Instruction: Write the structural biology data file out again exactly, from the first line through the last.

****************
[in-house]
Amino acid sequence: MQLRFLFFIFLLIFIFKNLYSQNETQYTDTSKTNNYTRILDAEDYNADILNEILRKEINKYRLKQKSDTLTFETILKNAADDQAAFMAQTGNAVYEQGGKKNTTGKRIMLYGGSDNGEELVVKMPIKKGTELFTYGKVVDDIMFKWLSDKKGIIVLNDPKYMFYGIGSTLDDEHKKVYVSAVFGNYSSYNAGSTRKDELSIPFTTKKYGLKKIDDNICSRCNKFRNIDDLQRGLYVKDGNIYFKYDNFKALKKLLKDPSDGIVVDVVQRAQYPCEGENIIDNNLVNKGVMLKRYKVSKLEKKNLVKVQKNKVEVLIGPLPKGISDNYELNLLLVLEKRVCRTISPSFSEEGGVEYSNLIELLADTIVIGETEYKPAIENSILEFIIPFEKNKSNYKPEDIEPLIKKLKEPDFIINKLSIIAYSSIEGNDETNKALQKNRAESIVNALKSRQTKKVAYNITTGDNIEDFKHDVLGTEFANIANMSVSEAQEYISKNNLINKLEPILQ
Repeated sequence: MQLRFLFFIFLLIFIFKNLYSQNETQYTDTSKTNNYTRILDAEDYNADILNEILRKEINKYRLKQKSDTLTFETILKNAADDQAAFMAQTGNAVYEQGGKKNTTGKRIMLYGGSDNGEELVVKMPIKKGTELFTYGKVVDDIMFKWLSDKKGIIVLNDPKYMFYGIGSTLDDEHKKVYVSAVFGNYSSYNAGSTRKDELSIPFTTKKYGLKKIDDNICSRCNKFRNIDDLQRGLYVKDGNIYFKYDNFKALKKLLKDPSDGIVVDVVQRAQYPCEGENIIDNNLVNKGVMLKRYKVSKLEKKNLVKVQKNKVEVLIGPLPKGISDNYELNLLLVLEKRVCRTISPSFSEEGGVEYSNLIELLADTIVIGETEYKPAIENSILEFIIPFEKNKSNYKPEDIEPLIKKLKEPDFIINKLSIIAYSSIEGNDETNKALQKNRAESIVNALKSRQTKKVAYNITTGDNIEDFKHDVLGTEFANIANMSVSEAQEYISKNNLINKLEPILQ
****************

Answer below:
[in-house]
Amino acid sequence: MQLRFLFFIFLLIFIFKNLYSQNETQYTDTSKTNNYTRILDAEDYNADILNEILRKEINKYRLKQKSDTLTFETILKNAADDQAAFMAQTGNAVYEQGGKKNTTGKRIMLYGGSDNGEELVVKMPIKKGTELFTYGKVVDDIMFKWLSDKKGIIVLNDPKYMFYGIGSTLDDEHKKVYVSAVFGNYSSYNAGSTRKDELSIPFTTKKYGLKKIDDNICSRCNKFRNIDDLQRGLYVKDGNIYFKYDNFKALKKLLKDPSDGIVVDVVQRAQYPCEGENIIDNNLVNKGVMLKRYKVSKLEKKNLVKVQKNKVEVLIGPLPKGISDNYELNLLLVLEKRVCRTISPSFSEEGGVEYSNLIELLADTIVIGETEYKPAIENSILEFIIPFEKNKSNYKPEDIEPLIKKLKEPDFIINKLSIIAYSSIEGNDETNKALQKNRAESIVNALKSRQTKKVAYNITTGDNIEDFKHDVLGTEFANIANMSVSEAQEYISKNNLINKLEPILQ
Repeated sequence: MQLRFLFFIFLLIFIFKNLYSQNETQYTDTSKTNNYTRILDAEDYNADILNEILRKEINKYRLKQKSDTLTFETILKNAADDQAAFMAQTGNAVYEQGGKKNTTGKRIMLYGGSDNGEELVVKMPIKKGTELFTYGKVVDDIMFKWLSDKKGIIVLNDPKYMFYGIGSTLDDEHKKVYVSAVFGNYSSYNAGSTRKDELSIPFTTKKYGLKKIDDNICSRCNKFRNIDDLQRGLYVKDGNIYFKYDNFKALKKLLKDPSDGIVVDVVQRAQYPCEGENIIDNNLVNKGVMLKRYKVSKLEKKNLVKVQKNKVEVLIGPLPKGISDNYELNLLLVLEKRVCRTISPSFSEEGGVEYSNLIELLADTIVIGETEYKPAIENSILEFIIPFEKNKSNYKPEDIEPLIKKLKEPDFIINKLSIIAYSSIEGNDETNKALQKNRAESIVNALKSRQTKKVAYNITTGDNIEDFKHDVLGTEFANIANMSVSEAQEYISKNNLINKLEPILQ